TAIPEI (Reuters) - Taiwan is scrambling to raise its birthrate, among the world’s lowest, before the sinking number of newborns threatens productivity for its export-driven $390 billion economy.
Taiwan fears it will lack the manpower or brainpower in 10 to 15 years to keep up with industrialized Asian peers and the blooming economies of some Southeast Asian countries.
A crude birth rate of 8.3 newborns per 1,000 people last year puts Taiwan above only Germany, Hong Kong, Italy and Japan, according to estimates by the CIA World Factbook. In comparison, Vietnam has a birth rate of 17.73 and Malaysia 22.24.
“Without a young generation, there’s no labor force, then you lose productivity,” said Hu Chung-ying, deputy minister of the Taiwan cabinet’s Council for Economic Planning and Development. “It’s a very worrisome issue.”
Japan, despite a rate of 7.64, has soldiered on with automation and encouraging elders, women and foreigners to work. Asian peer Singapore has used baby bonuses for nine years to raise its rate, which was estimated at 8.82 in 2009.
Taiwan’s productivity would slide as retirees exceed new workers on the island of 23 million people unless citizens return en masse from abroad or more elderly seek jobs, economists say.
That would cripple Taiwan’s hard-fought efforts to compete with Hong Kong, Singapore and South Korea, all known for industrialization and fast growth from the 1960s to the 1990s.
Taiwanese are shunning births in favor their careers, which often delays marriage or scraps the idea altogether, and to save child-rearing expenses that include babysitters and education from kindergarten to university.
“Women have changed. Women have expectations of a career,” said Linda Arrigo, an American-born Taipei university instructor in Taipei with a sociology background. “Women can’t handle a career with two children plus.”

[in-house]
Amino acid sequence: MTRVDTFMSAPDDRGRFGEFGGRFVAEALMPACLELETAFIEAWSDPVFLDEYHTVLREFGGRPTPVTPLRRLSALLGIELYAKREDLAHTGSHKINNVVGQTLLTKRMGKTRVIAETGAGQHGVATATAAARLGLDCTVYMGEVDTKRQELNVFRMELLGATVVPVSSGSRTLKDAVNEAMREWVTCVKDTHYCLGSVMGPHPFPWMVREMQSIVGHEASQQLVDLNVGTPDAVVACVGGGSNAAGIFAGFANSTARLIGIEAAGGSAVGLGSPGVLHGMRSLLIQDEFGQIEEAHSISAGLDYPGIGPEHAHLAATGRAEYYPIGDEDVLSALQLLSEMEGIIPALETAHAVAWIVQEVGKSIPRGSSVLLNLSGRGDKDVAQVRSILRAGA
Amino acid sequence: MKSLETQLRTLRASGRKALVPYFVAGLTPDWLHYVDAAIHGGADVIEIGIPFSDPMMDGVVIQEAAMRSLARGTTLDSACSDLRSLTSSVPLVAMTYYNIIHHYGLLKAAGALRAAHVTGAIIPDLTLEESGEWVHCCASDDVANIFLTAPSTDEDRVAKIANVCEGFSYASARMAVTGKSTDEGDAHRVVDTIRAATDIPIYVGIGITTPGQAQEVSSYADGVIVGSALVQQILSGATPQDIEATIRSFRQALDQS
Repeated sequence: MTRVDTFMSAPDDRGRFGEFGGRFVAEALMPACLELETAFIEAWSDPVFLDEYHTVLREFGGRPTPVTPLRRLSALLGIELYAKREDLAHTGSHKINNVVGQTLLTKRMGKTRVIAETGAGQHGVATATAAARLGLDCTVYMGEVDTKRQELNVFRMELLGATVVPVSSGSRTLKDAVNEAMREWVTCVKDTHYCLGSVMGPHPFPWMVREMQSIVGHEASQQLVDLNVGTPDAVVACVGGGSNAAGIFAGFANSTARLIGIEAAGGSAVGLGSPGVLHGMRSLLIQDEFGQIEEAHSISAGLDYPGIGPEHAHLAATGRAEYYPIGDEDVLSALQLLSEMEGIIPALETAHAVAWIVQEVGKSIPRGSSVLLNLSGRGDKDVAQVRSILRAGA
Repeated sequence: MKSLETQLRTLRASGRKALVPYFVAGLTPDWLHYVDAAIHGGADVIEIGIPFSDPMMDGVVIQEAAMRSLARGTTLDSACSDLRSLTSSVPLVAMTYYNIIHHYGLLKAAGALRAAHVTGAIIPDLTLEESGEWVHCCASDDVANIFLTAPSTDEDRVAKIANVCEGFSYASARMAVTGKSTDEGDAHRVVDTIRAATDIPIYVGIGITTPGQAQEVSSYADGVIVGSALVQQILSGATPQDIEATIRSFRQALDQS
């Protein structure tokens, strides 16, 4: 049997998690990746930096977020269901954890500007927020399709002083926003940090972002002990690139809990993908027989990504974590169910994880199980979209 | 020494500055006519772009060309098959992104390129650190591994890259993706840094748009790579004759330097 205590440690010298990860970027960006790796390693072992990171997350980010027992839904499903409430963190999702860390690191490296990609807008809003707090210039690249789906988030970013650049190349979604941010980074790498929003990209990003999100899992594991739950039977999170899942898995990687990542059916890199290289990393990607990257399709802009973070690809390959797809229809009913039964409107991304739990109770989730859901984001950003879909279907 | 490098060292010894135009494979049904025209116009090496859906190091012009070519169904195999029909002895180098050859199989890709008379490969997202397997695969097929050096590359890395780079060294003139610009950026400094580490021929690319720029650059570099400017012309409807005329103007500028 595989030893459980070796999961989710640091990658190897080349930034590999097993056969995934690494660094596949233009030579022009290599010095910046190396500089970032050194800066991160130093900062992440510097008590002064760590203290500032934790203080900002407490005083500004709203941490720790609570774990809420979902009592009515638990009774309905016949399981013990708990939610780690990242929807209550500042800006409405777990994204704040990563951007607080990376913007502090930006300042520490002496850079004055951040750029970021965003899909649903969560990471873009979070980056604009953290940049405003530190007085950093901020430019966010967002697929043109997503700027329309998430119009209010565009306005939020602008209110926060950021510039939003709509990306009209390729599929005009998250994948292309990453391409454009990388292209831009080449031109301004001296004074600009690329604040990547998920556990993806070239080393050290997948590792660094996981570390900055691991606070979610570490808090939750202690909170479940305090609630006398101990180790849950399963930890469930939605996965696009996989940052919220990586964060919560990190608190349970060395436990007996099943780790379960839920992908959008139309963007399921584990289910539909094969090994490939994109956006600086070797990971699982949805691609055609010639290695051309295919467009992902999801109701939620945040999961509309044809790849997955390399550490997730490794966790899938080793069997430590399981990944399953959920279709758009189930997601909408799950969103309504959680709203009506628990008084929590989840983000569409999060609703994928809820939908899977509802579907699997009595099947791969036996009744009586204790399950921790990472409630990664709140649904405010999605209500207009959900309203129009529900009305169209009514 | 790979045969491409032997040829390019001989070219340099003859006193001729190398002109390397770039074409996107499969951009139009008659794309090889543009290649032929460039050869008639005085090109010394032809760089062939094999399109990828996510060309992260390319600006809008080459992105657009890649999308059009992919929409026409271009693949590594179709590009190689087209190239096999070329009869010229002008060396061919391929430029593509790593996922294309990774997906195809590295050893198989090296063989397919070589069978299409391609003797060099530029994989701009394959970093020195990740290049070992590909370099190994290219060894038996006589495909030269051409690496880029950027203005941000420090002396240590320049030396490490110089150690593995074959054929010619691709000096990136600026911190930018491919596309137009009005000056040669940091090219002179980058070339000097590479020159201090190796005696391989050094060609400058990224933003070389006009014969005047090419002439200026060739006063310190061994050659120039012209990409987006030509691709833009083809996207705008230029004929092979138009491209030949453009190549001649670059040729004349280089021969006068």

Housing prices are rising fast in parts of Taiwan while wages are stagnant, adding financial pressure to middle-class couples.
Sunny Yen, 42, is a typical case. She and her husband are middle-class white-collar workers in Taipei. They decided against a second child after realizing that their first would cost T$20 million ($630,000) to raise from diapers through college degree.
“If the financial burden were not so high, people might have more children,” Yen said. “The government needs to take more practical measures step by step.”
Officials can choose from a number of measures, drawing on examples in Europe, Australia and Asia. Choices include more time off, better access to child care, government financial aid and offers of above-market wages to keep the elderly on the payroll.
Cities and counties in Taiwan will come up with subsidy packages for families with newborns, while the parliament considers a tax break plan, said Hu of the planning council. Scholarships are in the works, Hu said, and more employers are providing nursing rooms for workers.
The government is also studying a plan to offer parents T$5,000 a month for each child’s first three years, media said.
The interior ministry expects its 2010 budget to cover the so far unknown cost of encouraging child births. If it needed more, Taiwan could set up a special budget or reallocate resources, said Tony Phoo, an economist at Standard Chartered in Taipei.
In the longer term, Taiwan may allow more migrant labor, supplementing a foreign workforce of about 300,000, mostly from Southeast Asia, he said.
But first, a T$1 million reward will go to whoever submits the best pro-baby slogan.
“If the birth rate keeps going down, the government has got to produce measures,” said Liang Kuo-yan, president of the Polaris Research Institute in Taipei. “One, of course, is to encourage more births.”